China's Bubbling Economy
December 22, 2003
The way capital is allocated in China makes investment there inefficient, say analysts.
- In developed countries, $1 of investment eventually yields $1 in increased output, but in China the ratio is more like $7 invested for $1 in output.
- It's only because of China's high savings rate (40 percent) and foreign investment that it can waste capital while at the same time growing.
- India, for example, has a growth rate lower than China's and its savings rate is only about 20 percent, but its banks are in much better shape.
Capital is being misallocated. Local branches of China's big banks have lent mainly to state-owned enterprises (SOEs) or ones run by politically well-connected managers.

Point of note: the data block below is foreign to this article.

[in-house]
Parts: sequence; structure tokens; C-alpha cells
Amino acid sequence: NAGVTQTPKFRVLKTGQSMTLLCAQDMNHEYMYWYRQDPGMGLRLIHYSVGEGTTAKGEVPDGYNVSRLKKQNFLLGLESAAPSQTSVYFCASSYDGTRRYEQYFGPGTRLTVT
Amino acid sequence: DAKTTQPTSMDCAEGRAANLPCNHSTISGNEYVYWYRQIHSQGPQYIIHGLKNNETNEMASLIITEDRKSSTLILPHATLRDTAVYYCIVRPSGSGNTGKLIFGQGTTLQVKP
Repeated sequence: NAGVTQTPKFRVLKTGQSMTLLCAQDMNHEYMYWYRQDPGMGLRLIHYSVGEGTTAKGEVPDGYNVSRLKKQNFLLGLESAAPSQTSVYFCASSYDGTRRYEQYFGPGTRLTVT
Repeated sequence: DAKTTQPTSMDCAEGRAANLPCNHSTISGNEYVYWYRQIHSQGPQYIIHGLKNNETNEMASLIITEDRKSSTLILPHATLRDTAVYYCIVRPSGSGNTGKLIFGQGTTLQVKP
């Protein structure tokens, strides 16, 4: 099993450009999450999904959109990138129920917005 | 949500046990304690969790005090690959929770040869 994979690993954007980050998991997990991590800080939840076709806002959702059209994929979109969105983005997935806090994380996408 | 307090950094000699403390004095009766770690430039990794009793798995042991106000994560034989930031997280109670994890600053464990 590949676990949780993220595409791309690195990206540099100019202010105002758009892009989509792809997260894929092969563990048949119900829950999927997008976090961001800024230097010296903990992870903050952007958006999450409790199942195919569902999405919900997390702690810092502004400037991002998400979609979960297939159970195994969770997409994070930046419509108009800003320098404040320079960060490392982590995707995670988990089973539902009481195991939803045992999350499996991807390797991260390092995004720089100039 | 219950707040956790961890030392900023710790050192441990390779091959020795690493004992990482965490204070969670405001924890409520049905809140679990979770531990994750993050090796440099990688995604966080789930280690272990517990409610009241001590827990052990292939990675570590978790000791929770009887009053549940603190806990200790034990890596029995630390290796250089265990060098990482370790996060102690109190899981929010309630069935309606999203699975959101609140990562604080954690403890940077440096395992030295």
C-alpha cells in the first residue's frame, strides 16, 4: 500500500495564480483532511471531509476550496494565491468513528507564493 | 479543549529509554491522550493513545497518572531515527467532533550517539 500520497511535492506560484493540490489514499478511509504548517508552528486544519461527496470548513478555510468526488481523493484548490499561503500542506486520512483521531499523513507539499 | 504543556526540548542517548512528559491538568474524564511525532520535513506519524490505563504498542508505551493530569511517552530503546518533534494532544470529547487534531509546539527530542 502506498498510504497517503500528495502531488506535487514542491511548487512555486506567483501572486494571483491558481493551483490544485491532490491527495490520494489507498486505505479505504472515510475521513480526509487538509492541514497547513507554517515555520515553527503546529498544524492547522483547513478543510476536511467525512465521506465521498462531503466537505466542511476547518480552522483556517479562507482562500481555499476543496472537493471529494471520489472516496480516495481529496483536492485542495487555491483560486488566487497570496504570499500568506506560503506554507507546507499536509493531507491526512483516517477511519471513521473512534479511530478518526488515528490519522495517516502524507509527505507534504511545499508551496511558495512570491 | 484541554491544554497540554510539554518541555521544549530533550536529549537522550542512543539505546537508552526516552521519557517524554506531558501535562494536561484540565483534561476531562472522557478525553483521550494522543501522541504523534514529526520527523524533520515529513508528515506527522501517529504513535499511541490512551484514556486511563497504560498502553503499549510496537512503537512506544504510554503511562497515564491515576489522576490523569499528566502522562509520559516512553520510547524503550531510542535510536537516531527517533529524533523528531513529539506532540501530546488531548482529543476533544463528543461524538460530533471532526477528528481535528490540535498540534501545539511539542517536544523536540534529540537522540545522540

Thus companies that already tended to be inefficient because of their ownership have had access to large amounts of cheap capital. Meanwhile, the rest of the private sector was starved of credit.
Zhou Xiaochuan. head of the central bank, is deregulating interest rates. On Jan. 1, 2004, banks will be allowed to widen the range of interest rates they charge on commercial loans. The benchmark lending rate is 5.3 percent, and in the new year banks will be allowed to charge as much as 70 percent more -- up to 9 percent.
Although China's banks have a load of bad loans, loan growth is running at 20 percent. Fixed-asset investment was up 29.6 percent in the first 11 months of 2003, and November consumer price index figures show inflation year-on-year hitting 3 percent, up from 1.8 percent in October.
The government is building infrastructure, banks are giving out loans to expand production capacity and property developers are building new office buildings and villas.
But analysts fear that the demand simply won't be there, and there could be a recession as unneeded investments are liquidated.
Source: Hugo Restall,"China's Not Overheating, It's Wasting Capital," Wall Street Journal, December 22, 2003.
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